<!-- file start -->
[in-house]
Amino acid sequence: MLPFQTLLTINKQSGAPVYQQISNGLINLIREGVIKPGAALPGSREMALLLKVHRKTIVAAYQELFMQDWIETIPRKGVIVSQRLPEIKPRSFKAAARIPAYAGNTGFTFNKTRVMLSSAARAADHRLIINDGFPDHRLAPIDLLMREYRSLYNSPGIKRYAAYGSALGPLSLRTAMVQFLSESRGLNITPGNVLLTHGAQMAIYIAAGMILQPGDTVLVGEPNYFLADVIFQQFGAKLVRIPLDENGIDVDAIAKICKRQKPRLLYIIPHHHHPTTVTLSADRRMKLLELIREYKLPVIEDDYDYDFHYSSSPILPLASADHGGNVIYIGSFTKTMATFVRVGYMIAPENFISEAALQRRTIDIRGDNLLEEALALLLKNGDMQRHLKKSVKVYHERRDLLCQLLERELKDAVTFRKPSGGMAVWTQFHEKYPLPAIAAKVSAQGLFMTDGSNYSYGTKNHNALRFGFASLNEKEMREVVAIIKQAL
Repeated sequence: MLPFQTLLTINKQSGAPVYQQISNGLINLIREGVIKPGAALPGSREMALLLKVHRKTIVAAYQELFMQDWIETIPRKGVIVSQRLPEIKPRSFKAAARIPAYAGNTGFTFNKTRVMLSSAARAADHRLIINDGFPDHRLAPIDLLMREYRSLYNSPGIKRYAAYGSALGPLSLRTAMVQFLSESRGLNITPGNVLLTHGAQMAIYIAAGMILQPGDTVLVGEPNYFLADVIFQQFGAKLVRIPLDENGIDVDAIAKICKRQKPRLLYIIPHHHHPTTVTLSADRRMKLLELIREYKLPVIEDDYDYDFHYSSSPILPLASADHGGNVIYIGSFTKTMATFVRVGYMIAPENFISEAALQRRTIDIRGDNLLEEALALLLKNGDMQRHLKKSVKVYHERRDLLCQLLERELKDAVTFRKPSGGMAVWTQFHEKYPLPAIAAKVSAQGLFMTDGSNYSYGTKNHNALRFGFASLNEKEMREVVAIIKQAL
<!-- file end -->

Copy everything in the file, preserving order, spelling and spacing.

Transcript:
[in-house]
Amino acid sequence: MLPFQTLLTINKQSGAPVYQQISNGLINLIREGVIKPGAALPGSREMALLLKVHRKTIVAAYQELFMQDWIETIPRKGVIVSQRLPEIKPRSFKAAARIPAYAGNTGFTFNKTRVMLSSAARAADHRLIINDGFPDHRLAPIDLLMREYRSLYNSPGIKRYAAYGSALGPLSLRTAMVQFLSESRGLNITPGNVLLTHGAQMAIYIAAGMILQPGDTVLVGEPNYFLADVIFQQFGAKLVRIPLDENGIDVDAIAKICKRQKPRLLYIIPHHHHPTTVTLSADRRMKLLELIREYKLPVIEDDYDYDFHYSSSPILPLASADHGGNVIYIGSFTKTMATFVRVGYMIAPENFISEAALQRRTIDIRGDNLLEEALALLLKNGDMQRHLKKSVKVYHERRDLLCQLLERELKDAVTFRKPSGGMAVWTQFHEKYPLPAIAAKVSAQGLFMTDGSNYSYGTKNHNALRFGFASLNEKEMREVVAIIKQAL
Repeated sequence: MLPFQTLLTINKQSGAPVYQQISNGLINLIREGVIKPGAALPGSREMALLLKVHRKTIVAAYQELFMQDWIETIPRKGVIVSQRLPEIKPRSFKAAARIPAYAGNTGFTFNKTRVMLSSAARAADHRLIINDGFPDHRLAPIDLLMREYRSLYNSPGIKRYAAYGSALGPLSLRTAMVQFLSESRGLNITPGNVLLTHGAQMAIYIAAGMILQPGDTVLVGEPNYFLADVIFQQFGAKLVRIPLDENGIDVDAIAKICKRQKPRLLYIIPHHHHPTTVTLSADRRMKLLELIREYKLPVIEDDYDYDFHYSSSPILPLASADHGGNVIYIGSFTKTMATFVRVGYMIAPENFISEAALQRRTIDIRGDNLLEEALALLLKNGDMQRHLKKSVKVYHERRDLLCQLLERELKDAVTFRKPSGGMAVWTQFHEKYPLPAIAAKVSAQGLFMTDGSNYSYGTKNHNALRFGFASLNEKEMREVVAIIKQAL